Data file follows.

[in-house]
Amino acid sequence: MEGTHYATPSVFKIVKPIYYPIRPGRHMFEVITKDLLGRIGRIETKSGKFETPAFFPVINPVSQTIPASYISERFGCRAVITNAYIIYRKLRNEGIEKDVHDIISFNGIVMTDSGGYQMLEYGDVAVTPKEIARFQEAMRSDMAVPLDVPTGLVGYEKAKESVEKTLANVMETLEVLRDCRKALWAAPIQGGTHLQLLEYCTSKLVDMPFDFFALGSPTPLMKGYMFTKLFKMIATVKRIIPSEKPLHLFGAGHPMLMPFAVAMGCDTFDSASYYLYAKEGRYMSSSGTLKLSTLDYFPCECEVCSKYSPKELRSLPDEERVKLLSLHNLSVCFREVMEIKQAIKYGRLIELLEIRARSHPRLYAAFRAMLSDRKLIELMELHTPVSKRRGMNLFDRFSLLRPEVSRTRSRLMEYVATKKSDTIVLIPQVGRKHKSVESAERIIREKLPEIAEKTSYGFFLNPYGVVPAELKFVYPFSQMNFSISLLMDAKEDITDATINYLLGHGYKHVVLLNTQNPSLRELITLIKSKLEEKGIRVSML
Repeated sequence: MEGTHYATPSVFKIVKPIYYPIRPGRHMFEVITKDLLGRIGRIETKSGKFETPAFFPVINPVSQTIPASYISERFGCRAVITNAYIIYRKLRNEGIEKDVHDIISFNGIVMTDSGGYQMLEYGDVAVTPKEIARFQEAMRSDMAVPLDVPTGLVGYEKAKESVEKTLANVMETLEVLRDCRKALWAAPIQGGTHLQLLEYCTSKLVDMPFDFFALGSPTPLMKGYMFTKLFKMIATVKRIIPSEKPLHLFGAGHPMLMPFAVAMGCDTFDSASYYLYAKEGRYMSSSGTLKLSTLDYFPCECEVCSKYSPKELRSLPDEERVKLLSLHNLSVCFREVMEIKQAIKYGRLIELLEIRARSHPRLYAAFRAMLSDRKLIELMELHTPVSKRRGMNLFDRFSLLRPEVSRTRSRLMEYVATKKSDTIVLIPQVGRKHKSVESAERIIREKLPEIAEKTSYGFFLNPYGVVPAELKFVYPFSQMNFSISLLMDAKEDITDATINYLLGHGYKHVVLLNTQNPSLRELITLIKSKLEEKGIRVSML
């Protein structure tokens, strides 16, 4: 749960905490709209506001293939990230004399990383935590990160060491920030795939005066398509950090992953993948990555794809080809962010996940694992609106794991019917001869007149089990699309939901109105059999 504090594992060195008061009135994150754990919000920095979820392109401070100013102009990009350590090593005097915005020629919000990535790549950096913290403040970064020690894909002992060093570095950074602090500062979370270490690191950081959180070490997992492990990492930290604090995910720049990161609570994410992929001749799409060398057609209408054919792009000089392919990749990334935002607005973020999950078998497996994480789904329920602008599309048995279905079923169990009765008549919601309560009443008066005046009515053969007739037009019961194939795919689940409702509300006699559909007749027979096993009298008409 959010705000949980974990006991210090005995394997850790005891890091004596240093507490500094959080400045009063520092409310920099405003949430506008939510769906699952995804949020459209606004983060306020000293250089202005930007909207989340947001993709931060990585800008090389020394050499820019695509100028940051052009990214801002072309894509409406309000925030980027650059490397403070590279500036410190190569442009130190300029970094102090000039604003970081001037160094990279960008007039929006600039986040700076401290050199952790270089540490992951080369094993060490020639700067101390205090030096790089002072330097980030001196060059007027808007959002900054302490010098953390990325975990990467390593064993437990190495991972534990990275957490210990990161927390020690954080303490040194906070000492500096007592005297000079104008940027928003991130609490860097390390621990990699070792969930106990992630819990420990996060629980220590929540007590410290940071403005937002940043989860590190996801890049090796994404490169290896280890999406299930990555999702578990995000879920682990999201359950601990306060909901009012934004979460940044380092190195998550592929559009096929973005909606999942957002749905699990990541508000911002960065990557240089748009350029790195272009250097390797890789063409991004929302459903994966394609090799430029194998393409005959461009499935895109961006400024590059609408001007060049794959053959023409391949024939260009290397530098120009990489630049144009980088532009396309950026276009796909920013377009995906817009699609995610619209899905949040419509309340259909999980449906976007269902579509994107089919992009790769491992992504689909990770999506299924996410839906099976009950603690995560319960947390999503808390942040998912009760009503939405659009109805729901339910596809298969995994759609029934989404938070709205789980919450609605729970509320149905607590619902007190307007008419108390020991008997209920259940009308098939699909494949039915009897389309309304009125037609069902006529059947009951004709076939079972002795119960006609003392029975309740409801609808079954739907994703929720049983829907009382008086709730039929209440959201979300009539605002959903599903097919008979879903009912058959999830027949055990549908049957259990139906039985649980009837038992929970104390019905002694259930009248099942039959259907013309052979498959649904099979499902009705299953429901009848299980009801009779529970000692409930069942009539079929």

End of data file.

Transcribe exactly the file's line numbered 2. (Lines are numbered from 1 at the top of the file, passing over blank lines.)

Amino acid sequence: MEGTHYATPSVFKIVKPIYYPIRPGRHMFEVITKDLLGRIGRIETKSGKFETPAFFPVINPVSQTIPASYISERFGCRAVITNAYIIYRKLRNEGIEKDVHDIISFNGIVMTDSGGYQMLEYGDVAVTPKEIARFQEAMRSDMAVPLDVPTGLVGYEKAKESVEKTLANVMETLEVLRDCRKALWAAPIQGGTHLQLLEYCTSKLVDMPFDFFALGSPTPLMKGYMFTKLFKMIATVKRIIPSEKPLHLFGAGHPMLMPFAVAMGCDTFDSASYYLYAKEGRYMSSSGTLKLSTLDYFPCECEVCSKYSPKELRSLPDEERVKLLSLHNLSVCFREVMEIKQAIKYGRLIELLEIRARSHPRLYAAFRAMLSDRKLIELMELHTPVSKRRGMNLFDRFSLLRPEVSRTRSRLMEYVATKKSDTIVLIPQVGRKHKSVESAERIIREKLPEIAEKTSYGFFLNPYGVVPAELKFVYPFSQMNFSISLLMDAKEDITDATINYLLGHGYKHVVLLNTQNPSLRELITLIKSKLEEKGIRVSML